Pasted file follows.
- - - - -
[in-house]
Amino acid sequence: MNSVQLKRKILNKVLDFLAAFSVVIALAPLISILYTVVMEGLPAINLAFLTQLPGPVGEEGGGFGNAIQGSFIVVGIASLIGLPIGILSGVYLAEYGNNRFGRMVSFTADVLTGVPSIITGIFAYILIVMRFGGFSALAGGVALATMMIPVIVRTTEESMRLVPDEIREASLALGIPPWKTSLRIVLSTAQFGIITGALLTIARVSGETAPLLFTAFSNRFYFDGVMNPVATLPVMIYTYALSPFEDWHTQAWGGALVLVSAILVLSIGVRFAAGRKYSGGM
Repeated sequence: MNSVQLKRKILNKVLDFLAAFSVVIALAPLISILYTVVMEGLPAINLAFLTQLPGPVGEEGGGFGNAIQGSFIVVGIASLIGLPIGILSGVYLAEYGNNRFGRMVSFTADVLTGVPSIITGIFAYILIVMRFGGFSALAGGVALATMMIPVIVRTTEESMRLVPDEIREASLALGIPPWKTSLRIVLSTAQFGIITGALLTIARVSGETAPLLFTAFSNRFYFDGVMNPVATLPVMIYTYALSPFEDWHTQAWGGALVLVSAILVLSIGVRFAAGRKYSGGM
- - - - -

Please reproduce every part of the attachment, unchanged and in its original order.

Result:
[in-house]
Amino acid sequence: MNSVQLKRKILNKVLDFLAAFSVVIALAPLISILYTVVMEGLPAINLAFLTQLPGPVGEEGGGFGNAIQGSFIVVGIASLIGLPIGILSGVYLAEYGNNRFGRMVSFTADVLTGVPSIITGIFAYILIVMRFGGFSALAGGVALATMMIPVIVRTTEESMRLVPDEIREASLALGIPPWKTSLRIVLSTAQFGIITGALLTIARVSGETAPLLFTAFSNRFYFDGVMNPVATLPVMIYTYALSPFEDWHTQAWGGALVLVSAILVLSIGVRFAAGRKYSGGM
Repeated sequence: MNSVQLKRKILNKVLDFLAAFSVVIALAPLISILYTVVMEGLPAINLAFLTQLPGPVGEEGGGFGNAIQGSFIVVGIASLIGLPIGILSGVYLAEYGNNRFGRMVSFTADVLTGVPSIITGIFAYILIVMRFGGFSALAGGVALATMMIPVIVRTTEESMRLVPDEIREASLALGIPPWKTSLRIVLSTAQFGIITGALLTIARVSGETAPLLFTAFSNRFYFDGVMNPVATLPVMIYTYALSPFEDWHTQAWGGALVLVSAILVLSIGVRFAAGRKYSGGM